japonisme: orange

10 May 2007

orange

Robert Frederick Blum was a leading American painter, etcher and illustrator of the late nineteenth century. After finishing his studies, he moved to Munich, Germany where he lived and worked for a year. Arriving back in New York City in 1879, Blum established a studio, and before long developed a reputation as a major illustrator; his piece on the right is called 'a Japanese daughter,' and was on the cover of Scribners magazine, one of the first American illustrations to be printed in color. Commissioned by various publications, Blum traveled and worked in England, Italy, Spain, France, Holland, Belgium and Japan. He was, in fact, one of the first Americans to visit Japan and the work he produced there from 1890 to 1892 established his reputation.

With its fine atmospheric effects, the art of Robert Blum has often been seen as a major influence upon the development of American Impressionism. As well, in 1880, 1881 and 1885, he lived and worked in Venice where he came into contact with such American artists residing there as Frank Duveneck, Mortimer Menpes, Joseph Pennell and, most importantly, James McNeil Whistler. Many of Blum's etchings from this period explore similar compositional elements to those of Whistler. 1

For Augustus Vincent Tack, perhaps more than and other artist, The Phillips Collection [of American Art] is both spiritual home and permanent memorial. Tack's personal history is inextricably linked with that of the museum and its founder. He counseled Duncan Phillips on purchases and participated in the administration and decoration of the collector’s fledgling museum. With characteristic independence, Phillips purchased and commissioned many works by Tack, quickly becoming his foremost patron. In 1914, Phillips recorded in his journal his first reaction to Tack’s work when he stated, "my earliest acquaintance with the landscapes of Augustus Tack was one of those experiences which mark an epoch in one's own mental development.... some small panel-shaped canvasses--made me more or less catch my breath with delight."

Phillips felt an affinity for Tack's subjective explorations of nature — country fields in twilight, misty skies, and roseate mountaintops — and for his quiet and poetic view of art that suggested a longing for transport into imaginary realms. In his first published writing on Tack in 1916, Phillips seemed awed by the artist's eclectic broad-mindedness, which had prompted his fascination with both Japanese prints and Gothic glass and even "the sensational performances of Picasso." Phillips added that Tack was responsive "to the most startling revolutionary disturbances in the realms of painting and music." Phillips admired Tack’s rare blending of “abstract mysticism and technical innovation,” his passion for color and decorative surface effects, his fascination with Asian art, and his sensitivity to the parallels between music and art, all of which entered into the artist’s abstractions. 2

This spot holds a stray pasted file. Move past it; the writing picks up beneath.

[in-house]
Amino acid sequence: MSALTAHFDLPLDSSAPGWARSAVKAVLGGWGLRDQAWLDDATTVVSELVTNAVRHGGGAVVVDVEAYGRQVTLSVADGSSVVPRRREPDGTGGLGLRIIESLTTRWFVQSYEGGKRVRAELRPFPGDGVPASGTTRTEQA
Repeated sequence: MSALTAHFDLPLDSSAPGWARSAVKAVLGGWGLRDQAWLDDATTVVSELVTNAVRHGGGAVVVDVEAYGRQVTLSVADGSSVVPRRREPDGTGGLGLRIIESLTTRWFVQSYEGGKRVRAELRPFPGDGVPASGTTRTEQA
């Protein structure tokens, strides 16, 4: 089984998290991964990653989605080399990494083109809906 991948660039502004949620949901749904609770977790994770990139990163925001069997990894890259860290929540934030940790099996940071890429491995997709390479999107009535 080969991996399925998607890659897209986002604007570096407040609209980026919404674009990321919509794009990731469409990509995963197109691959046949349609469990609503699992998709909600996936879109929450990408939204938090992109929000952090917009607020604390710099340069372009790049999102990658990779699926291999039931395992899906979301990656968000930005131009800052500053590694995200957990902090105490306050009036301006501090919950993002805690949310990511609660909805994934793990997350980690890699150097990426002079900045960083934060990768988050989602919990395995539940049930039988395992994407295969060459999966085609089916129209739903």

[to me, tack's abstracts are a really interesting progression; one can still see the influence of the japanese, but breaks it into pieces.]

to mention some old and new japonisme occurrences on the web. i recently bemoaned the fact that i didn't read japanese, and this week it's russian i don't read and wish i did. but as carrie said, pictures aren't in russian. so no matter what languages you speak, check out her blog, and really funny lady's too for some surprising beauties.

and princess haiku has posted a wondrous assortment of japanese chrysanthemum stamps.

the image above, with the woman with her back showing in the mirror (i was going to say 'the woman in the orange kimono') is by american impressionist frank h desch.







the sheet music is illustrated by 'ray,' yet another mystery illustrator. the japanese print with the kitty is from utamaro kitagawa, and lastly, another poiret (don't know who designed the fabric) painted by a e marty.




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3 Comments:

Blogger Princess Haiku said...

The translucent shadings of orange in many of these photos are lovely; not a color I have lived in myself but very appealing in this artwork. Hope you are well and see that your blog is doing great.

11 May, 2007 01:03  
Blogger R.Dress said...

Wonderful posts!!!! Super inspired! great notes too!

11 May, 2007 12:10  
Blogger lotusgreen said...

you know, i don't like orange that much either, but was somehow drawn to this selection. thanks, princess.

r.dress : thanks!!! i am so glad you visited and said so!

12 May, 2007 12:43  

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hi, and thanks so much for stopping by. i spend all too much time thinking my own thoughts about this stuff, so please tell me yours. i thrive on the exchange!

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